A busy year ahead for Barony, both front and back of house

The month of March welcomes in spring but for the Barony Theatre in Bo'ness it is the launchpad to what is a very busy period.

By The Newsroom
Wednesday, 8th March 2017, 11:23 am
Updated Friday, 24th March 2017, 10:56 am

A number of events are being staged throughout the month and it is hoped the local community will once again participate in supporting its productions and events.

Wendy Turner, chair of Barony Players, said: “March is the start of a busy period for us as we have a film screening, our youth theatre production and then our open day.

“This year we decided not to stage a spring production due to our ongoing restoration work at the theatre.

Sign up to our daily The Falkirk Herald Today newsletter

Crowded house...The Barony Players have never had trouble pulling in an audience but the group is now keen to attract even more volunteers to its ranks.

“Members have been really busy since the start of the year putting in over 300 hours of work decanting our workshop of stage sets, props and costumes, painting and decorating and the like.

“So we took the decision not to stage a production as this work was deemed more essential as opposed to rehearsing for a production.”

A busy year for members will kick off with the Player’s entry in the 2017 Scottish Community Drama Association (SCDA) Stirling District one-act play competition.

Under the direction of Craig Lowe, members will perform The Real Inspector Hound by Tom Stoppard.

Crowded house...The Barony Players have never had trouble pulling in an audience but the group is now keen to attract even more volunteers to its ranks.

The plot follows two theatre critics, named Moon and Birdboot, who by chance become involved in the action, causing a series of events which parallel the play they are watching.

The first round of the competition is this Sunday, March 5, in Fintry.

On March 18, in conjunction with the Silent Film Festival in Bo’ness, the theatre will screen A Couple of Down and Outs, a poignant 1923 tale of a soldier’s friendship with a war horse made six decades before Michael Morpungo’s best-selling War Horse brought a similar story to a global audience.

The film depicts Daniel, an ex-Royal Horse Artillery serviceman with a distinguished war record who is down on his luck on civvy street.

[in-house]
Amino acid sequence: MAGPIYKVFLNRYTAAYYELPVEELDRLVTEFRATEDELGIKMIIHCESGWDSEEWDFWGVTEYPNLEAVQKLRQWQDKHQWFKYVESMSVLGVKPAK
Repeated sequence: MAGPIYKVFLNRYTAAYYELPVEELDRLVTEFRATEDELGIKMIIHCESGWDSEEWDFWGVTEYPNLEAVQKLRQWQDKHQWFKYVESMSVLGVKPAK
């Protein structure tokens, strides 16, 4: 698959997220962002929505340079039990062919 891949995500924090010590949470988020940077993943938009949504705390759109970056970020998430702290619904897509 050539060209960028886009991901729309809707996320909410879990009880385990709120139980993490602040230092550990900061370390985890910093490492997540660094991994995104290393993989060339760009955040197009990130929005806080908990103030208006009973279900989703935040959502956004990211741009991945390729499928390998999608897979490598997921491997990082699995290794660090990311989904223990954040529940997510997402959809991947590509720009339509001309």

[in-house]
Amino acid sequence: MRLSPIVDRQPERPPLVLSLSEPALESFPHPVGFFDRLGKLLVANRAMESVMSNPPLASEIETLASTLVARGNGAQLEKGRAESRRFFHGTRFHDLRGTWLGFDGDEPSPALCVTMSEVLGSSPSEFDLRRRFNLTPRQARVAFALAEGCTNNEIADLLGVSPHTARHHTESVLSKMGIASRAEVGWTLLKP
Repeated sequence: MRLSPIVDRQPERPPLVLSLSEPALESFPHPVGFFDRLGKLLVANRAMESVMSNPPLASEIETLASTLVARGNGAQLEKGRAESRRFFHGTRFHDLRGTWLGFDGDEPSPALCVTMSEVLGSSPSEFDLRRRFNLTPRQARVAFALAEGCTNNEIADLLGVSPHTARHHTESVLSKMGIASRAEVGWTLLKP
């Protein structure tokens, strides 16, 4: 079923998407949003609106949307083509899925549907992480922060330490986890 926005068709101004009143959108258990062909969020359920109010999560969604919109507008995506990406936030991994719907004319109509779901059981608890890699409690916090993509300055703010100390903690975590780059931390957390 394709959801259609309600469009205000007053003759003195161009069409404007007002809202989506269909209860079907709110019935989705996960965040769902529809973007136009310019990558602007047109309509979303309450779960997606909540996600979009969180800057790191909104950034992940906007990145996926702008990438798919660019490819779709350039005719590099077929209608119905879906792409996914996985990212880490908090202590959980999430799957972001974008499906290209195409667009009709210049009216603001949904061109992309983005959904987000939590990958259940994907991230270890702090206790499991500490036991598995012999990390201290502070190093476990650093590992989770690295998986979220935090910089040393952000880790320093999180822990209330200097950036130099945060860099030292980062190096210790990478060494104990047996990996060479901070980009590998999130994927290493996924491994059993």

Turned away from yet another casual job at the docks, he comes across ex-war horses on their way to the slaughter, and among them his loyal battle-companion Jack. Daniel rescues his beloved horse and the pair go on the run.

Tickets cost £9.50 and £7.50 concession and are available at http://www.falkirkcommunitytrust.org

Wendy said: ‘‘We staged a silent film screening back in December and it went down really well.

“With so many films being shown at the Hippodrome during this month’s festival, they asked us if we could feature a film and we were delighted to do so as it brings a new audience, not a theatre-loving orientated audience, to our facility.

“Also in December we were grateful to Stagedoor Productions who called upon the theatre to stage their panto Puss in Boots.”

The Players’ have not staged a panto in Bo’ness for more than 20 years and it proved very successful, with six sold-out shows so it is likely to be repeated again this festive season.

At the end of this month, on March 29 and 30, it is the turn of the Barony’s Youth Theatre to perform when they stage Sixteen in Ten Minutes or Less.

It features sketches about being 16 years old and looks at the lives of seven teenagers who become intertwined in a humorous and often times bittersweet collection of ten minute plays.

From extracting a gummy bear out of a new set of braces to coping with bullies, these characters share their innermost hopes and fears, ten minutes at a time.

As the audience drops in on these intimate moments, they will come to understand that being 16 isn’t always all that easy.

Tickets are priced £8 and £6 concession.

Wendy said: “The youth theatre features children aged from ten to 16 years old.

“This latest production is quite challenging as it is not about just reading one script – it is a series of different scripts for each act.”

On April 1, the theatre is staging an open day for people to come and have a look behind the scenes, from noon to 4pm.

Wendy added: “Ideally, we are lookingfor people to come along and see what is on offer.

“We are not just looking for people interested in acting but someone maybe interested in sound and lighting or costume design.

“We are always looking for volunteers to help out front of house or in the bar on show nights.

“Why not just drop in and have a chat?”